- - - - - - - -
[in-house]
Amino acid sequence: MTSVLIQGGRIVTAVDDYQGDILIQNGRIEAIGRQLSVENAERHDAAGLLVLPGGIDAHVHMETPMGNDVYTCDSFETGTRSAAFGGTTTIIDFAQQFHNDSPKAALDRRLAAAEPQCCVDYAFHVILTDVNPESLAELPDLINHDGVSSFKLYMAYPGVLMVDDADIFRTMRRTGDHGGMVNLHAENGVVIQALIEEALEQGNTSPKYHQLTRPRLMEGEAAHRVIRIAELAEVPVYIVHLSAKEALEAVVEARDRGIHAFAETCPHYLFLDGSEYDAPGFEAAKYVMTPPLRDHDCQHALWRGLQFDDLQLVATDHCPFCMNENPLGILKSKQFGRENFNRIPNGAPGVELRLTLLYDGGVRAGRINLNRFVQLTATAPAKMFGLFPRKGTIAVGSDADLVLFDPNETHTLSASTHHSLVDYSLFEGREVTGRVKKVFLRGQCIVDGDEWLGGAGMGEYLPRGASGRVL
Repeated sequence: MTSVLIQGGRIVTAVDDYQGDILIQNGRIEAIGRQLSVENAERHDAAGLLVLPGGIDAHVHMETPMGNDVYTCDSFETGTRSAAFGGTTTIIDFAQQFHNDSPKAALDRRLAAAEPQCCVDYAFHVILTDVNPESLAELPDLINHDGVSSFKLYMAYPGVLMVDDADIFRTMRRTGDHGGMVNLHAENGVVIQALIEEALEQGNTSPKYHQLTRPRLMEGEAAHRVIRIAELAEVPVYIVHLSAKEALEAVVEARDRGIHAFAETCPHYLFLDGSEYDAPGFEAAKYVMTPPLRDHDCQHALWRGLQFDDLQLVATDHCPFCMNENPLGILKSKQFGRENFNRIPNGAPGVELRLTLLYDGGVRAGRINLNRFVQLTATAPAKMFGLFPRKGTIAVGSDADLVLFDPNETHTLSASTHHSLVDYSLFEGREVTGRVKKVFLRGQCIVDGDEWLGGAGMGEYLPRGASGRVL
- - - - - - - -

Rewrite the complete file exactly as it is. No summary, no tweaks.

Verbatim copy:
[in-house]
Amino acid sequence: MTSVLIQGGRIVTAVDDYQGDILIQNGRIEAIGRQLSVENAERHDAAGLLVLPGGIDAHVHMETPMGNDVYTCDSFETGTRSAAFGGTTTIIDFAQQFHNDSPKAALDRRLAAAEPQCCVDYAFHVILTDVNPESLAELPDLINHDGVSSFKLYMAYPGVLMVDDADIFRTMRRTGDHGGMVNLHAENGVVIQALIEEALEQGNTSPKYHQLTRPRLMEGEAAHRVIRIAELAEVPVYIVHLSAKEALEAVVEARDRGIHAFAETCPHYLFLDGSEYDAPGFEAAKYVMTPPLRDHDCQHALWRGLQFDDLQLVATDHCPFCMNENPLGILKSKQFGRENFNRIPNGAPGVELRLTLLYDGGVRAGRINLNRFVQLTATAPAKMFGLFPRKGTIAVGSDADLVLFDPNETHTLSASTHHSLVDYSLFEGREVTGRVKKVFLRGQCIVDGDEWLGGAGMGEYLPRGASGRVL
Repeated sequence: MTSVLIQGGRIVTAVDDYQGDILIQNGRIEAIGRQLSVENAERHDAAGLLVLPGGIDAHVHMETPMGNDVYTCDSFETGTRSAAFGGTTTIIDFAQQFHNDSPKAALDRRLAAAEPQCCVDYAFHVILTDVNPESLAELPDLINHDGVSSFKLYMAYPGVLMVDDADIFRTMRRTGDHGGMVNLHAENGVVIQALIEEALEQGNTSPKYHQLTRPRLMEGEAAHRVIRIAELAEVPVYIVHLSAKEALEAVVEARDRGIHAFAETCPHYLFLDGSEYDAPGFEAAKYVMTPPLRDHDCQHALWRGLQFDDLQLVATDHCPFCMNENPLGILKSKQFGRENFNRIPNGAPGVELRLTLLYDGGVRAGRINLNRFVQLTATAPAKMFGLFPRKGTIAVGSDADLVLFDPNETHTLSASTHHSLVDYSLFEGREVTGRVKKVFLRGQCIVDGDEWLGGAGMGEYLPRGASGRVL